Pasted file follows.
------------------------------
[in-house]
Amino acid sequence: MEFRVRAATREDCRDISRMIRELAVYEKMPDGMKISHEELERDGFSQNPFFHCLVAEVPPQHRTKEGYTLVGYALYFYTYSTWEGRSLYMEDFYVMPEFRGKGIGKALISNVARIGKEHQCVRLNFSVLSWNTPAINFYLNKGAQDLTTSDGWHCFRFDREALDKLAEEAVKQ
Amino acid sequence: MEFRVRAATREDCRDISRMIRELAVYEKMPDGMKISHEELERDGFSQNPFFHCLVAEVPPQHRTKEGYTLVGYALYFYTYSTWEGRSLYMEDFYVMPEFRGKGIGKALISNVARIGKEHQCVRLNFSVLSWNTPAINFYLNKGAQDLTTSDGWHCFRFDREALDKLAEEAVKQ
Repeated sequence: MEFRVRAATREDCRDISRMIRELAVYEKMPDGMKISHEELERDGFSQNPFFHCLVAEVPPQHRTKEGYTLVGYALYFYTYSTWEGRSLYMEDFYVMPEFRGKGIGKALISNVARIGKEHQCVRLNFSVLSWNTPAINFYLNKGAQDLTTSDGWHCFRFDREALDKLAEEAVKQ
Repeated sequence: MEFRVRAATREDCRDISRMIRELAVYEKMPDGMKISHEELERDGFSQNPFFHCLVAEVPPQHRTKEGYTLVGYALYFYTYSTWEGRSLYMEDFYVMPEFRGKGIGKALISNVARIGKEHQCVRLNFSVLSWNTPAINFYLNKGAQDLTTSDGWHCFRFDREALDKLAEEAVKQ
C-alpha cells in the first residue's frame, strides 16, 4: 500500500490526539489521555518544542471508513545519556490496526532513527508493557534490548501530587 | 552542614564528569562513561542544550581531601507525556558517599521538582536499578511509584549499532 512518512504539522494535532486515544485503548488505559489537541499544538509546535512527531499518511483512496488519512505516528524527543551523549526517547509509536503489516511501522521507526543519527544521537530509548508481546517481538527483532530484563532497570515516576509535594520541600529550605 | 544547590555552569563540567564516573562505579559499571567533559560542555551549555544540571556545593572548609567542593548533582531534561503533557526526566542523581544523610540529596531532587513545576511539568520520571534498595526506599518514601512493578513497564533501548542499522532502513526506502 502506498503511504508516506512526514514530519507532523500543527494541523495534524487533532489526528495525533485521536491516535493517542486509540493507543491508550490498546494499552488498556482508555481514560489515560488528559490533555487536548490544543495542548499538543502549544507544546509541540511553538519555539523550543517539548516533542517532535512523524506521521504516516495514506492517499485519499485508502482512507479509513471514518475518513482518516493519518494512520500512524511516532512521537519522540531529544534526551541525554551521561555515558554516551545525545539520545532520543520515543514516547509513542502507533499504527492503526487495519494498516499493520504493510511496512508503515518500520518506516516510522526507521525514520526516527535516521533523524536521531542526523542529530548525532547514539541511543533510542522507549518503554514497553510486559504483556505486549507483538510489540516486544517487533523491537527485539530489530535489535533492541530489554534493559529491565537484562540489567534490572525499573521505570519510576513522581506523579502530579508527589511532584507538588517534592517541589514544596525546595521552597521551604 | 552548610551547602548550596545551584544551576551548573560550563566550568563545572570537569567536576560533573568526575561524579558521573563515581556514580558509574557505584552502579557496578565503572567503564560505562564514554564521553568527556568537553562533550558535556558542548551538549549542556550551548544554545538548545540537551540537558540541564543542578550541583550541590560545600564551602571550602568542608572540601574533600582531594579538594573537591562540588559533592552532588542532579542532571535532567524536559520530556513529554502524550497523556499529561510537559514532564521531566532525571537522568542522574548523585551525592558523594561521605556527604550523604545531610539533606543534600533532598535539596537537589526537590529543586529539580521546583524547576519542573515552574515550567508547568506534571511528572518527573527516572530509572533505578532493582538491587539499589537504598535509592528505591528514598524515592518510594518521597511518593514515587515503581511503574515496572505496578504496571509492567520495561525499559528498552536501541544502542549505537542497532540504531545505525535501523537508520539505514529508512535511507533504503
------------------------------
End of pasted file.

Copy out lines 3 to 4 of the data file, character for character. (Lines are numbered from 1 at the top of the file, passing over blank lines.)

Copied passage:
Amino acid sequence: MEFRVRAATREDCRDISRMIRELAVYEKMPDGMKISHEELERDGFSQNPFFHCLVAEVPPQHRTKEGYTLVGYALYFYTYSTWEGRSLYMEDFYVMPEFRGKGIGKALISNVARIGKEHQCVRLNFSVLSWNTPAINFYLNKGAQDLTTSDGWHCFRFDREALDKLAEEAVKQ
Repeated sequence: MEFRVRAATREDCRDISRMIRELAVYEKMPDGMKISHEELERDGFSQNPFFHCLVAEVPPQHRTKEGYTLVGYALYFYTYSTWEGRSLYMEDFYVMPEFRGKGIGKALISNVARIGKEHQCVRLNFSVLSWNTPAINFYLNKGAQDLTTSDGWHCFRFDREALDKLAEEAVKQ